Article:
That the good thing with fb is their upload quality is not good at all and you can do super low res resulting in little to no usable theft.
You are absolutely right about this.
I miss in G+ the integration with Zenfolio, where I take my photos to export to Facebook, with watermarks included.
+Andrew Dillon image theft can take place on any system that publicly displays your photograph whether it is Google+, Facebook, Flickr, Tumblr, your blog, wherever.

This is not something that I personally concern myself much with. Each photographer has to weigh the pros and cons of posting their photo online vs. locking it up in a safe at home where nobody can see it or steal it either.
+Vince Dang That is nice that G+ allows this. I think photos on Facebook are unlimited and free too. Does Facebook resze them less than 2048?
+Thomas Hawk , while they are completely unlimited and free, they are definitely resized smaller than G+ does.
hmmm.. anyone know what facebook resizes your photos to? It would be good to add that into the article.
+Thomas Hawk You're right that FB allows unlimited uploads. Even though FB doesn't resize the resolution, it compresses significantly. The same 1.84MB 2048x1365 on G+ gets compressed to 364KB on FB (even with FB high quality upload option). A 240dpi is reduced to 72dpi.
+Steven Hall I like that, too. Flickr gives more information than Google+ does, but I think what G+ has is sufficient. A lot of the exif info on Flickr is superfluous, and you have to dig through all the extra stuff to find the 3 pieces of info that matter the most.
i never used facebook to show my photos -- well, other than a few silly ones... i always linked to flickr. by hand, because the auto-thing was terrible, as +Thomas Hawk says.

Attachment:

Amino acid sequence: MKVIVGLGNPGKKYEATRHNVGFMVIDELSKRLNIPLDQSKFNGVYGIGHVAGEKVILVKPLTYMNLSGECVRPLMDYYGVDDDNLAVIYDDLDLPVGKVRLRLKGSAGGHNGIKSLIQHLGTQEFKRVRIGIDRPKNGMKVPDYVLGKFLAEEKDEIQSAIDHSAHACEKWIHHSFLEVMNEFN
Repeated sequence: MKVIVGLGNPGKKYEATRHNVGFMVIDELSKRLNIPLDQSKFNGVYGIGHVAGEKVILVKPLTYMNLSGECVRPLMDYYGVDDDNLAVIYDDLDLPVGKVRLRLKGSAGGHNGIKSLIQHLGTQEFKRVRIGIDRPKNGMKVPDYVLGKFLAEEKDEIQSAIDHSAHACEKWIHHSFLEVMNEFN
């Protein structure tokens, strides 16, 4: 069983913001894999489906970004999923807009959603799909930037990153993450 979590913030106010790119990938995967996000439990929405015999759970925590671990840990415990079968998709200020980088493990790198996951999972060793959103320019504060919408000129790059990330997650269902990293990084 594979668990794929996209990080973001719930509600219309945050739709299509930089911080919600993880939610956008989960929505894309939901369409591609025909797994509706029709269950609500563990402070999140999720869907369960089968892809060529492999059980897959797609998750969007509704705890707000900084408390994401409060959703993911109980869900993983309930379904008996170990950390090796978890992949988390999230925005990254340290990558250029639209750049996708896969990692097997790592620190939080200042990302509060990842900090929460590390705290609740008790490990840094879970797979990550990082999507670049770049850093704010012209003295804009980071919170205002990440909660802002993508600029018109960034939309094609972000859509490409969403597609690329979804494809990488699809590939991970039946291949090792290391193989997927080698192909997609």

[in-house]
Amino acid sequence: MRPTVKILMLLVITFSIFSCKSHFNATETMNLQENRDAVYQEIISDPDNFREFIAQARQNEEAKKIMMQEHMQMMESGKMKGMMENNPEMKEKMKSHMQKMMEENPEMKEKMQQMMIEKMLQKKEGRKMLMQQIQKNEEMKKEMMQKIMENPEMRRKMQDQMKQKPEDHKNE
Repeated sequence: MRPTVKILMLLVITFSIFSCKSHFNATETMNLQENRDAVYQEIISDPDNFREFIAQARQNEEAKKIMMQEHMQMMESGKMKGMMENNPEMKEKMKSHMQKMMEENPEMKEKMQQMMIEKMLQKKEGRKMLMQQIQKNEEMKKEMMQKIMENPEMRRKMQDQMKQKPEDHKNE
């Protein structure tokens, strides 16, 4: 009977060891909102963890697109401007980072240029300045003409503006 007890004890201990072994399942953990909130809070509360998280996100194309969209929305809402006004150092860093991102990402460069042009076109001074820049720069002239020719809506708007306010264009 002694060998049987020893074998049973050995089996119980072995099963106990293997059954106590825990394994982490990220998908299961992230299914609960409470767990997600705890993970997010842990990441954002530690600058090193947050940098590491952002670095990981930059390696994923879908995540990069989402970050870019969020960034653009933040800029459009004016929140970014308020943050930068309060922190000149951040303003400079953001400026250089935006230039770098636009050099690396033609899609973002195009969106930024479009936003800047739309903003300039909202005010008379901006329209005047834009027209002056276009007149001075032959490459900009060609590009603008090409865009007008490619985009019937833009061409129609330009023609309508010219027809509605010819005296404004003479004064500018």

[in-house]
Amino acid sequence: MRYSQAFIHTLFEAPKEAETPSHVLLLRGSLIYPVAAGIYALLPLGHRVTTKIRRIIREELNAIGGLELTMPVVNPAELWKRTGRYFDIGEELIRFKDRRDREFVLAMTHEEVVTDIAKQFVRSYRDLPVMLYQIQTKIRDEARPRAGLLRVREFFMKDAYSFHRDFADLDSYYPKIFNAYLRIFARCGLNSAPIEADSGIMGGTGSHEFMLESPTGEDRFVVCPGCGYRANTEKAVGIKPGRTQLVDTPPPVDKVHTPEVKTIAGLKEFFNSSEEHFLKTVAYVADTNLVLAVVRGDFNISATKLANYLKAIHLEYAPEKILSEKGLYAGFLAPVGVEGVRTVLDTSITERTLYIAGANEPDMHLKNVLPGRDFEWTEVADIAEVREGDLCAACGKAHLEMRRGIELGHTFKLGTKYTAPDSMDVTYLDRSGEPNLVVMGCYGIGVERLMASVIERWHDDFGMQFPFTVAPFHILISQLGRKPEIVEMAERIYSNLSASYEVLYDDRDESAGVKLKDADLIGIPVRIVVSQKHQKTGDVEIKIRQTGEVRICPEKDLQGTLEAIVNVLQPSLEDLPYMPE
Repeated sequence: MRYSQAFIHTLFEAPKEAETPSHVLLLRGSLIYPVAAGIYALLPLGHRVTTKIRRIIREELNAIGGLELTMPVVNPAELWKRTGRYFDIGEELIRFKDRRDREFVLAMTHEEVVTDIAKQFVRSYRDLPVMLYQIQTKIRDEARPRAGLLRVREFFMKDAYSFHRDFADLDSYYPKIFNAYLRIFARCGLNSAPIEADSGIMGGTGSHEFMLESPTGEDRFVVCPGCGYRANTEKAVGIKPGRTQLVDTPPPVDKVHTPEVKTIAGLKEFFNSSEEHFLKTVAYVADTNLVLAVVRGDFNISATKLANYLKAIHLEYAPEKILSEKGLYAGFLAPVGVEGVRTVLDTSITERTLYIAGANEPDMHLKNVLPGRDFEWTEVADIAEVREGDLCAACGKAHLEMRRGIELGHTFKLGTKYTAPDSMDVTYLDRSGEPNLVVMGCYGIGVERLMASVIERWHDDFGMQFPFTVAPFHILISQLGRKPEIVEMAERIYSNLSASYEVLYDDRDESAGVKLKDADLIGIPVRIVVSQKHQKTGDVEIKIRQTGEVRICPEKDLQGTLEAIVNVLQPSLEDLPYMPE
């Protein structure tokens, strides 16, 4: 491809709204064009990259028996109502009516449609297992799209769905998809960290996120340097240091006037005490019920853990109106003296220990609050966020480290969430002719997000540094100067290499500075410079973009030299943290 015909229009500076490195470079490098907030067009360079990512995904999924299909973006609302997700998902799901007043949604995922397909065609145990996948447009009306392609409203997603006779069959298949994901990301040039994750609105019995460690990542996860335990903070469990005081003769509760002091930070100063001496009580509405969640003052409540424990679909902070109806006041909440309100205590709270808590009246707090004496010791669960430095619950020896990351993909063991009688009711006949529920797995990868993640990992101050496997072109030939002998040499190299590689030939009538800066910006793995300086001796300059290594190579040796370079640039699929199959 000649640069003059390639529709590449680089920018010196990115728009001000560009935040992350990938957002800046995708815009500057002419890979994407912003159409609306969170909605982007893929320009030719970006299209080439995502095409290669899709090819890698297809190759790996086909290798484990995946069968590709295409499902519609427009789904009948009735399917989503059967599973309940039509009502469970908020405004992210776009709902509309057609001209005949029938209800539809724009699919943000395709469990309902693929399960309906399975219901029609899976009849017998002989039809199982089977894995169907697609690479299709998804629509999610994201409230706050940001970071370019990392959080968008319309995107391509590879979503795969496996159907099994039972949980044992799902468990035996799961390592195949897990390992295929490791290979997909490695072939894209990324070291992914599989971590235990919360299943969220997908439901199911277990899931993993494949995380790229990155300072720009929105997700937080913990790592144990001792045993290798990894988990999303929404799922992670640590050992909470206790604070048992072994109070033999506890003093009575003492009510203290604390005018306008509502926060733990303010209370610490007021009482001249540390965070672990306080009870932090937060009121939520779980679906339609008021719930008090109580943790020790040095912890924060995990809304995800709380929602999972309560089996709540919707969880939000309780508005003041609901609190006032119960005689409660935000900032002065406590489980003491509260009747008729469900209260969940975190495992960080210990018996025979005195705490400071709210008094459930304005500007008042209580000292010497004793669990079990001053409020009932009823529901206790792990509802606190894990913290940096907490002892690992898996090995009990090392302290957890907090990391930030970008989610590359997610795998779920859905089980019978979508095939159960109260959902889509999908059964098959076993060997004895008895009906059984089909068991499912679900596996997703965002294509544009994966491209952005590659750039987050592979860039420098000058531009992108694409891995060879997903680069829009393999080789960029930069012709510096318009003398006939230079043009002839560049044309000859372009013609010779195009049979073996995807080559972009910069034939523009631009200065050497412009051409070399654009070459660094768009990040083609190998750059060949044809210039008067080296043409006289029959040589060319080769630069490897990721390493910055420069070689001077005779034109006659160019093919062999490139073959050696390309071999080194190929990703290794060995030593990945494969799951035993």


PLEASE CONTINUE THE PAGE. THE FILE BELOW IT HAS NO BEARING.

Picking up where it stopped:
excellent read and thanks for sharing!
+Steven Hall I do like that Flickr gives camera data, though. Usage information on every camera used to take photos on Flickr. That information is endlessly fascinating. I love to sift through the photos taken with the same kind of camera I have.
... and tags. these images will have to be searchable.
Couldn't agree more about the benefits of Google+ over Facebook but I do have a few minor issues with Google+ and I was curious to hear your thoughts.

The first is the lack of a photo description option (when the simple caption won't work). Currently any description that you add to your photo is connected to the post and not the photo so once it goes into the Stream it's lost forever. The other issue is the photo/folder management which you've brought up in the past. And the last issue is metrics, here you have no clue if or how many times an image has been viewed.

Also, any thoughts on 500px or other photo showcase services?
Almost anything is better than facebook
Very very nice read. Even as only a hobbyist you can tell that the image quality are better on Google+ compared to facebook which adds noise to most of the images when re-sizing.
Great post.

Since I bought my first DSLR last year I have tried to find and follow photographers on their blog or Twitter. That has been really inspiring, but most of a one-way-street. I have almost never left any comments to blog posts or tweets. But with G+ it is much easier to get involved and to comment on inspiring work that you and a lot of others are publishing.
Another Google+ feature I really like is that when I upload 4 images into an album they are all visibile in the post. Facebook albums show only one, sometimes two, maybe three images at most, which they control.
I've actually used G+ as a social networking site and stuck with it. I am not on Facebook. I post 1-4 photos a day to G+ with a little writeup on each photo. It's kept me engaged and I've been following other folks who I never would have taken the time to find on Flickr. I gave up on consuming new photography on Flickr when my monitor quickly outgrew what they were willing to show. I never picked it back up after the Flickr lightbox, either.
Thanks +Andy Garcia. The article covers my biggest complaint "For the rest of users, it looks like most images will get a few views and then sit. Even if they’re really great." Which seems to be the case as I've look at some of the "recent additions" which were really good photos but I was the only one to view (let alone "like") them while others had a long standing position on the "popular" list despite being inferior photos.